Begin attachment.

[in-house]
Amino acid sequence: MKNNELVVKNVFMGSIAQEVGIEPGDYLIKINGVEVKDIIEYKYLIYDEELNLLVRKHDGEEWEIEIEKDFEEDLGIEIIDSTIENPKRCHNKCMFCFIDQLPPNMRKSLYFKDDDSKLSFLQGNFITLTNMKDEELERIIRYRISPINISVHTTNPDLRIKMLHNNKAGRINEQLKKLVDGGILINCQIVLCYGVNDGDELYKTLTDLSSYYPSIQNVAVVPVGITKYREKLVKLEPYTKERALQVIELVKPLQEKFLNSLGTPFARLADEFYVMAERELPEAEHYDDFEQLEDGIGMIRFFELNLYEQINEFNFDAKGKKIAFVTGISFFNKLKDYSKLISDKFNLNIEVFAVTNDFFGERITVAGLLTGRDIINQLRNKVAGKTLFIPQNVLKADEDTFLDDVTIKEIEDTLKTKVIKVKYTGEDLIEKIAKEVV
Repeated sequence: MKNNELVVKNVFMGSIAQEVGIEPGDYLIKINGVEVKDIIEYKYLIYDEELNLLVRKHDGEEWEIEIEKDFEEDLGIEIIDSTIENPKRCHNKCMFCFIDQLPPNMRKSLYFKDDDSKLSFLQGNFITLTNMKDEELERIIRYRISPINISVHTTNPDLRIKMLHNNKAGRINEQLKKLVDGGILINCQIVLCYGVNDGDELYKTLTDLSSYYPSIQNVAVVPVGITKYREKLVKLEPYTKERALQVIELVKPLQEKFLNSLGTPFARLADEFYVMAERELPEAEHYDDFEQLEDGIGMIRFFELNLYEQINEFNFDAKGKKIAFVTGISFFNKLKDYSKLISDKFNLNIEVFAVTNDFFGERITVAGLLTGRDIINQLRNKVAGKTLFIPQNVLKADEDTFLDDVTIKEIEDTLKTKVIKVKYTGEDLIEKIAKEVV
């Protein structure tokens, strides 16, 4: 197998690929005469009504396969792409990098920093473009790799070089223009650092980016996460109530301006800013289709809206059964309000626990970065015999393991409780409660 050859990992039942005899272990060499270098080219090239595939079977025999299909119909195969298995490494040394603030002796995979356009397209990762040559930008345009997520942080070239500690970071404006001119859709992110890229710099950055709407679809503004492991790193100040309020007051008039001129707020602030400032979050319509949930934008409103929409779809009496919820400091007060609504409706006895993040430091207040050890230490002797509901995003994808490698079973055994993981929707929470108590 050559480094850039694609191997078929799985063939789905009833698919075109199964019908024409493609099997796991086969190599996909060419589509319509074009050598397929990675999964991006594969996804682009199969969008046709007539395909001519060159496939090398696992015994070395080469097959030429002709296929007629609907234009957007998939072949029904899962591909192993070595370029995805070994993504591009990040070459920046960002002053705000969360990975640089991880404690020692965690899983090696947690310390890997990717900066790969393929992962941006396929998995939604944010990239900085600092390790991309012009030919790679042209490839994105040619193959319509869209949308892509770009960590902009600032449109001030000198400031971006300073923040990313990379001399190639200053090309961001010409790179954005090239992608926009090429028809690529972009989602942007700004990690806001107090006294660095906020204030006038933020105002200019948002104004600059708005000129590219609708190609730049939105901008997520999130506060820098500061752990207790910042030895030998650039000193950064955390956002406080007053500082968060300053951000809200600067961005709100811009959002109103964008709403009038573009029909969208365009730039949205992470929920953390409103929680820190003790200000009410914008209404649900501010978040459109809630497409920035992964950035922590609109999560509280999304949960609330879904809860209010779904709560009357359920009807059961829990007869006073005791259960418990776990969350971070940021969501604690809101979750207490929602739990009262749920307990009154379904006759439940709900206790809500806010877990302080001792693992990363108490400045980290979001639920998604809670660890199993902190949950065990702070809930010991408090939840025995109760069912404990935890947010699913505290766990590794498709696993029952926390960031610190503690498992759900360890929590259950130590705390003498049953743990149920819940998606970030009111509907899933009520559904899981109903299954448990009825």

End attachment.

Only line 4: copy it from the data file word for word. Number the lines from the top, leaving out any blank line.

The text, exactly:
């Protein structure tokens, strides 16, 4: 197998690929005469009504396969792409990098920093473009790799070089223009650092980016996460109530301006800013289709809206059964309000626990970065015999393991409780409660 050859990992039942005899272990060499270098080219090239595939079977025999299909119909195969298995490494040394603030002796995979356009397209990762040559930008345009997520942080070239500690970071404006001119859709992110890229710099950055709407679809503004492991790193100040309020007051008039001129707020602030400032979050319509949930934008409103929409779809009496919820400091007060609504409706006895993040430091207040050890230490002797509901995003994808490698079973055994993981929707929470108590 050559480094850039694609191997078929799985063939789905009833698919075109199964019908024409493609099997796991086969190599996909060419589509319509074009050598397929990675999964991006594969996804682009199969969008046709007539395909001519060159496939090398696992015994070395080469097959030429002709296929007629609907234009957007998939072949029904899962591909192993070595370029995805070994993504591009990040070459920046960002002053705000969360990975640089991880404690020692965690899983090696947690310390890997990717900066790969393929992962941006396929998995939604944010990239900085600092390790991309012009030919790679042209490839994105040619193959319509869209949308892509770009960590902009600032449109001030000198400031971006300073923040990313990379001399190639200053090309961001010409790179954005090239992608926009090429028809690529972009989602942007700004990690806001107090006294660095906020204030006038933020105002200019948002104004600059708005000129590219609708190609730049939105901008997520999130506060820098500061752990207790910042030895030998650039000193950064955390956002406080007053500082968060300053951000809200600067961005709100811009959002109103964008709403009038573009029909969208365009730039949205992470929920953390409103929680820190003790200000009410914008209404649900501010978040459109809630497409920035992964950035922590609109999560509280999304949960609330879904809860209010779904709560009357359920009807059961829990007869006073005791259960418990776990969350971070940021969501604690809101979750207490929602739990009262749920307990009154379904006759439940709900206790809500806010877990302080001792693992990363108490400045980290979001639920998604809670660890199993902190949950065990702070809930010991408090939840025995109760069912404990935890947010699913505290766990590794498709696993029952926390960031610190503690498992759900360890929590259950130590705390003498049953743990149920819940998606970030009111509907899933009520559904899981109903299954448990009825």